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Texas handing out ID cards to identify students after an emergency

Texas schools are asking parents if they’d like their child’s DNA to be stored on file to make it easier to ID them in the event of an emergency – like an Uvalde-style massacre

  • Just months after 19 kids inside Robb Elementary School died during a shooting, public schools across the state are handing out DNA kits to identify kids in an emergency situation 
  • Parents do not have to submit their child’s DNA if they do not want to 
  • After the shooting in Uvalde in May, parents lined up for hours  to provide DNA samples to police to help identify the 19 children shot and killed
  • The testing kit idea stems from a 2021 bill signed by Texas Governor Greg Abbott that was meant to protect children from ‘human trafficking’ 
  • Political opponents, including gubernatorial candidate Beto O’Rourke, have criticized the kits, saying that more needs to be done before shootings happen

Public school districts across Texas have begun handing out DNA identification kits to families that could help identify their children in ’emergencies,’ just months after 19 students were killed inside an elementary school in the Lone Star State. 

After the shooting in Uvalde in May, parents lined up for hours to provide DNA samples to police to help identify the 19 children shot and killed.

The kits are being distributed to K-8 students to take home with them and be held onto by their parents in case of an emergency. 

In the event of a school shooting or other tragic event, the parents can hand the identification card to law enforcement to help more easily identify their child.  

The kits originate from SB-2158, a law passed in 2021 by Texas politicians and signed by Governor Greg Abbott. The intended purpose was to help locate missing or trafficked children. 

19 children were killed during a shooting inside the Robb Elementary School in Uvalde, Texas on May 24

Heartbroken parents waited outside of the school for hours after the shooting, waiting to either be reunited with their child or to provide a DNA sample to possibly identify their son or daughter as a victim in the mass shooting

Texas Governor Greg Abbott has been harshly criticized for his pro-gun policies, which parents say put their children at risk of events like the Uvalde school shooting. The new law, signed by Abbott in 2021, helps to ID children in the case of an emergency, which opponents say is a reactive measure, rather than a proactive one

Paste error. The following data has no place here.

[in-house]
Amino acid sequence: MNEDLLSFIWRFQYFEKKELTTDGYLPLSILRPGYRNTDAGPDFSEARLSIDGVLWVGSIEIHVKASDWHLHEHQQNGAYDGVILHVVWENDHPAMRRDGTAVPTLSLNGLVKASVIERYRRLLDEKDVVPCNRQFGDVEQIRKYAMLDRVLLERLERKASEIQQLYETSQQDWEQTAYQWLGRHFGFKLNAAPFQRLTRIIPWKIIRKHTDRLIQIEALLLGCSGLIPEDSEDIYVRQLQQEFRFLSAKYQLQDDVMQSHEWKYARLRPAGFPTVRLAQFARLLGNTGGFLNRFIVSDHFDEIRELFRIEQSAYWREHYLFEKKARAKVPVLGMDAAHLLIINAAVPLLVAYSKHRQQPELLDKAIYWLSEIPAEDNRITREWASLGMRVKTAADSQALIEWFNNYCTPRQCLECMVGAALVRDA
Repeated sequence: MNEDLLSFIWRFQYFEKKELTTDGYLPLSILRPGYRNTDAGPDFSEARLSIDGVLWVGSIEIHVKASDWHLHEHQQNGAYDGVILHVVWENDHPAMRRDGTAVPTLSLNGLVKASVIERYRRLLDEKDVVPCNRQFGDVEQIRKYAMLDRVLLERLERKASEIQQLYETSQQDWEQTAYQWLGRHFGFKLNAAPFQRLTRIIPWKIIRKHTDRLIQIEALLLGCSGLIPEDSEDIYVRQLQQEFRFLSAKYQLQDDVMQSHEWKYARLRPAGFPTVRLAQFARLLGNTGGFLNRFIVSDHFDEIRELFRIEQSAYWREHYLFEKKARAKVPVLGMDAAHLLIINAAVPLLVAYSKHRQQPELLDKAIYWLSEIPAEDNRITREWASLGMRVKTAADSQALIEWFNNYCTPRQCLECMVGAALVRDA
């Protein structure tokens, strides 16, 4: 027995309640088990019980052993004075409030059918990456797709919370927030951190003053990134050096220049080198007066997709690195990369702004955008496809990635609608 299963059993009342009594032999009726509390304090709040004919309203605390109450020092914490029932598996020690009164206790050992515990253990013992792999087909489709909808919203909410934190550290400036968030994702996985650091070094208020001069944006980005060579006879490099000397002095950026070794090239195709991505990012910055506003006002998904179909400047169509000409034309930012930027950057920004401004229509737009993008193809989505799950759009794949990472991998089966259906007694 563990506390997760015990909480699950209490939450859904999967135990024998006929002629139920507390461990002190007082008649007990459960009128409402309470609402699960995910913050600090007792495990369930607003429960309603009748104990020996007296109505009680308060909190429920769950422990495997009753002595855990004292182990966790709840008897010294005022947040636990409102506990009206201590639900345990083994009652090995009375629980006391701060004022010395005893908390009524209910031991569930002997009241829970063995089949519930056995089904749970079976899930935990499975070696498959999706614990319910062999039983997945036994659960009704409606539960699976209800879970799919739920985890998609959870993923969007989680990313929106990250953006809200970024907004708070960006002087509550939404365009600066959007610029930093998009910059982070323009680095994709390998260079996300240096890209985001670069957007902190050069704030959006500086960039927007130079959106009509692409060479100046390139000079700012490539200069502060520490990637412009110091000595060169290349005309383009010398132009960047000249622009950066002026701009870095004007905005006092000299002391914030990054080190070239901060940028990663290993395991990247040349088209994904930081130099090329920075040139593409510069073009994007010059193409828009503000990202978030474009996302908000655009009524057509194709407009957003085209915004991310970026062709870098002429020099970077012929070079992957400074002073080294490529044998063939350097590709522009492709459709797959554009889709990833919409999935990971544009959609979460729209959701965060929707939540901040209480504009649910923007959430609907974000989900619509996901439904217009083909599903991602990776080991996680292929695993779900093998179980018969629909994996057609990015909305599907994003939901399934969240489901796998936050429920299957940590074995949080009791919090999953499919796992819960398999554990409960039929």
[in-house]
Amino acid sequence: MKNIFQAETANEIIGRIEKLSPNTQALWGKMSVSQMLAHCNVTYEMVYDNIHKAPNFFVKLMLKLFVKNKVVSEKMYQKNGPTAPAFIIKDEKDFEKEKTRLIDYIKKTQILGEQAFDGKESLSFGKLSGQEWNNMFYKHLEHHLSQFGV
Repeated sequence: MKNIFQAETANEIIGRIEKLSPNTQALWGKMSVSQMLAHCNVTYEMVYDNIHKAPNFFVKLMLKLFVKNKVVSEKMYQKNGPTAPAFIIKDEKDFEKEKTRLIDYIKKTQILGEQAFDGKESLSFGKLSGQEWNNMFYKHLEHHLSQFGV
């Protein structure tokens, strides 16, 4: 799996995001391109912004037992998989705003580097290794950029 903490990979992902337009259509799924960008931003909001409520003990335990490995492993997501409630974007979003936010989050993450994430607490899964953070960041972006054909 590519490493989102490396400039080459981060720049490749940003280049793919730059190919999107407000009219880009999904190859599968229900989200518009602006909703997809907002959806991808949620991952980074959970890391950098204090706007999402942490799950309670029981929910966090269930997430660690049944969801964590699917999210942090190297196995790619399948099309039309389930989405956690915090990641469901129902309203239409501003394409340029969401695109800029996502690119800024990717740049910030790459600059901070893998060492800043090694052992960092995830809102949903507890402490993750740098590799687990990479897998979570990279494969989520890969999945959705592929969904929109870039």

Each kit includes an inkless fingerprint, a spot for saliva, and a place for you to describe your child’s physical appearance, according to the Houston Chronicle.

The kits are being distributed to the districts by the Texas Education Agency.  

A letter sent to parents and families within Texas’ largest school system, the Houston Independent School District, noted that the distribution would begin this week and that the kits are optional. 

‘Caregivers are under no obligation to use the kits,’ a letter sent out to HISD principals obtained by the Houston Chronicle reads. 

‘But they must be informed by your institution that the available kits will allow them to have a set of their child’s fingerprints and DNA in that they can turn over to law enforcement in case of an emergency.’ 

Kenneth S. Trump, a national school security consultant, told the Houston news outlet that he sees both positives and negatives in the kits. 

‘On one hand, I see the value in saying, “Here’s a tool you can have in case of potential threats,”‘ Trump said. ‘But I think we need to be very cautious about crossing the line of do no harm to the point where we are creating more anxiety.’ 

An email sent to parents and guardians of students inside the Cypress-Fairbanks Independent School District shows that parents have the option to use the kit if they would like

Parents spoke with law enforcement officials on the day of the Uvalde school shooting and were directed and redirected when it came to finding their children

Some families went hours, well into the nighttime, without knowing where their child was or whether or not they had been shot and killed by the gunman

The kits are available to any student in elementary, middle, or junior high school, according to the law. 

It’s unclear why the program is not available for Texas high school students. 

The Child I.D. kits could go out to some 3.8 million students within the Texas public school system. 

While not originally proposed in connection to the shooting at Robb Elementary School in Uvalde, the kits do highlight a disheartening moment from the saga. 

At one point after the May shooting, parents lined up to provide swabs of their child’s DNA, desperate to identify them. 

Children could be seen fleeing from the scene after a gunman opened fire inside a Uvalde, Texas elementary school

Grim footage showed heartbroken parents waiting to speak with officials to find out if any of the remains located inside the school matched with their son or daughter. 

The families waited outside the Robb Elementary School’s auditorium and loud sobs could be heard throughout the day and into the evening. 

At least five family members who had been waiting with their child’s DNA at the school were informed that their child had been murdered. 

Desperate families gathered outside of SSGT Willie de Leon Civic Center (pictured) to give DNA swabs to help authorities identify remains of children who were unrecognizable after the shooting inside Robb Elementary School on May 24

 The video went viral on social media for its grim depiction of the reality of the situation.  

Some believe that the Child I.D. kits being handed out could prevent a scene like this from happening again.  

Parents within at least one Texas school district have already been told that they can pick up a kit any time.  

Families of children inside Clear Creek Independent School District are able to have their child’s DNA kit ready to go at any moment.